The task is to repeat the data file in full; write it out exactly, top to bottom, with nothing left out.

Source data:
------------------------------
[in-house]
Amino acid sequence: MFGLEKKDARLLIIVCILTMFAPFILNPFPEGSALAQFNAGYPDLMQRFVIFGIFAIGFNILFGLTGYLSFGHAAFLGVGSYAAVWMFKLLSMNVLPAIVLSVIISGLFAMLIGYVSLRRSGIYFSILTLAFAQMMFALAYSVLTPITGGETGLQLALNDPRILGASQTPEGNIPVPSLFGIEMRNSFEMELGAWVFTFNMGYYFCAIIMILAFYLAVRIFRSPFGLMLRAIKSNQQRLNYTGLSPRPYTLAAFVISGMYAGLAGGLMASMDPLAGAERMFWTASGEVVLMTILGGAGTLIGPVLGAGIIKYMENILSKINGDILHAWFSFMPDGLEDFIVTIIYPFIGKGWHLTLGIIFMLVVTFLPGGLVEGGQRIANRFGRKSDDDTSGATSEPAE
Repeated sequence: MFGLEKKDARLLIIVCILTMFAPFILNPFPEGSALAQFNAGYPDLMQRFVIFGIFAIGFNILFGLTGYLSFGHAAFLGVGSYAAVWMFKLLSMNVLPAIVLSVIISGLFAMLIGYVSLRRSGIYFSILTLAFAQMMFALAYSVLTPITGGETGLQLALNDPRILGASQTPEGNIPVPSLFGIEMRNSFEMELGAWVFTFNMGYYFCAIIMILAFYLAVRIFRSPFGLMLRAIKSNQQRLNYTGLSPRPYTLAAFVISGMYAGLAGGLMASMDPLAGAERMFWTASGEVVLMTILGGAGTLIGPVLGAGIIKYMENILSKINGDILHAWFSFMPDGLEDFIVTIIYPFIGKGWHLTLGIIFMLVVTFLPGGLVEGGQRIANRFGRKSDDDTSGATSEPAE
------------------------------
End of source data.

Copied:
[in-house]
Amino acid sequence: MFGLEKKDARLLIIVCILTMFAPFILNPFPEGSALAQFNAGYPDLMQRFVIFGIFAIGFNILFGLTGYLSFGHAAFLGVGSYAAVWMFKLLSMNVLPAIVLSVIISGLFAMLIGYVSLRRSGIYFSILTLAFAQMMFALAYSVLTPITGGETGLQLALNDPRILGASQTPEGNIPVPSLFGIEMRNSFEMELGAWVFTFNMGYYFCAIIMILAFYLAVRIFRSPFGLMLRAIKSNQQRLNYTGLSPRPYTLAAFVISGMYAGLAGGLMASMDPLAGAERMFWTASGEVVLMTILGGAGTLIGPVLGAGIIKYMENILSKINGDILHAWFSFMPDGLEDFIVTIIYPFIGKGWHLTLGIIFMLVVTFLPGGLVEGGQRIANRFGRKSDDDTSGATSEPAE
Repeated sequence: MFGLEKKDARLLIIVCILTMFAPFILNPFPEGSALAQFNAGYPDLMQRFVIFGIFAIGFNILFGLTGYLSFGHAAFLGVGSYAAVWMFKLLSMNVLPAIVLSVIISGLFAMLIGYVSLRRSGIYFSILTLAFAQMMFALAYSVLTPITGGETGLQLALNDPRILGASQTPEGNIPVPSLFGIEMRNSFEMELGAWVFTFNMGYYFCAIIMILAFYLAVRIFRSPFGLMLRAIKSNQQRLNYTGLSPRPYTLAAFVISGMYAGLAGGLMASMDPLAGAERMFWTASGEVVLMTILGGAGTLIGPVLGAGIIKYMENILSKINGDILHAWFSFMPDGLEDFIVTIIYPFIGKGWHLTLGIIFMLVVTFLPGGLVEGGQRIANRFGRKSDDDTSGATSEPAE